We have an Election Day every year because there’s always something or someone to vote for. Even if we do not need a new president, governor, mayor, or congressman, we sometimes need to vote about local or state laws.

What are people voting about this year?

This year, North Carolinians are voting for senators, representatives, and several judges. In Wake County, we are also voting for some local officials, including a sheriff.

Who can vote?

Voting is a right of United States citizens only. If you become a citizen, then you will be able to vote.

Where do people go to vote?

Each person votes in a place near his/her house. The place where you go to vote is called your polling place. If you move to a new house, your polling place will also probably change. If you see a polling place on Tuesday, you will know because there will be many people there and MANY campaign signs.

Daylight Savings Time Ends

On Saturday night, November 1, before you go to bed, you should change the time on your clocks. Move the time BACK one hour. The time changes in the middle of the night, but if you change your clocks before you go to sleep, then they will be correct when you wake up.

Here is an example:

time change clocks fall

image by instructor ecparent

If you go to bed at 11:00 p.m., you should change your clocks to 10:00 p.m.

Your cell (mobile) phone will probably change by itself. You will not need to change it. However, you will need to change all of your other clocks. Don’t forget the clock in your car!

Halloween Safety

Halloween is coming THIS Friday, October 31!! This is a fun holiday for children, but getting hurt is not fun at all, so here are some tips (suggestions/ideas) for staying safe and enjoying Halloween.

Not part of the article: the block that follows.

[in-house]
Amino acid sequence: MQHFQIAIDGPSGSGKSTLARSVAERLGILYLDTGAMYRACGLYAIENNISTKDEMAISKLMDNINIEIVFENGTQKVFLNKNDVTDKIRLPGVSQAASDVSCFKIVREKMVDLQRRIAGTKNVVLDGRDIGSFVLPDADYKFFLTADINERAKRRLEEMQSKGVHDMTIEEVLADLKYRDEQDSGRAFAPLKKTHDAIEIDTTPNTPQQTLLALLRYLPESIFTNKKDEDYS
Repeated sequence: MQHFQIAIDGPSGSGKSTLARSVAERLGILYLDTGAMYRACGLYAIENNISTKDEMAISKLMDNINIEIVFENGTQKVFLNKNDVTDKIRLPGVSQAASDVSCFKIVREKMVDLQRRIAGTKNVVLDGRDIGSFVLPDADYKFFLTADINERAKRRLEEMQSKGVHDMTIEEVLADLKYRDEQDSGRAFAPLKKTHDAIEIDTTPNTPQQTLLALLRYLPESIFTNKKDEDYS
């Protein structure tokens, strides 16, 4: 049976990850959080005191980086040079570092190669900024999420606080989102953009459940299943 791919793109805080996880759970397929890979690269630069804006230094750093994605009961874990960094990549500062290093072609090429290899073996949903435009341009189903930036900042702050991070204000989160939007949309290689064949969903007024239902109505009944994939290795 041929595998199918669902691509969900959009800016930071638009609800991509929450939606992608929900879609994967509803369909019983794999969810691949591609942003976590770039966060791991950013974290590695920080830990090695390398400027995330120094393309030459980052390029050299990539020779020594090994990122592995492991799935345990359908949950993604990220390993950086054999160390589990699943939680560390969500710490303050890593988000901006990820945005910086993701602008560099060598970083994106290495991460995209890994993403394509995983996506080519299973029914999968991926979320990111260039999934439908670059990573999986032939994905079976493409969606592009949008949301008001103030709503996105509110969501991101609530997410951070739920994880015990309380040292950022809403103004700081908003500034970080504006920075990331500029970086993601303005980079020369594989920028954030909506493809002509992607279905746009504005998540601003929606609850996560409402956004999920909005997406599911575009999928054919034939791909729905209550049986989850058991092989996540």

Costume Safety

reflective tape

These cones have reflective tape, so you can see them in the dark.
photo credit: giveawayboy via photopin cc

  • Make sure your child’s costume fits. If it is too long, or if the shoes are too big, your child might trip and fall down.
  • Make sure your child can see. If your child’s costume has a mask, check that the holes are big enough and that the mask fits the child’s face correctly. If your child’s costume has a hat, make sure the hat is not too big. You don’t want it to fall down and cover your child’s eyes.
  • Make sure other people can see your child. If your child goes trick-or-treating (going to different houses, asking for candy) in the dark, he/she needs to have bright clothes or reflective strips so that drivers can see him/her.
  • Make sure all face paint is safe for skin. Look for “Non-Toxic” on the package to be sure it is safe to put on your body.
  • Make sure everything is flame resistant. “Flame resistant” means it will not catch fire easily. Jack-o-Lanterns are very common at Halloween, and most Jack-o-Lanters have a candle burning inside of them. If part of your child’s costume falls into a Jack-o-Lantern, you don’t want the costume to catch on fire. Flame resistant costumes and make-up will help to keep your child safe from fire.

Trick-or-Treat Safety

  • Most children go trick-or-treating between 5:30 p.m. and 9:00 p.m. After 9:00, it will be darker and more dangerous.
  • An adult should always go with young children.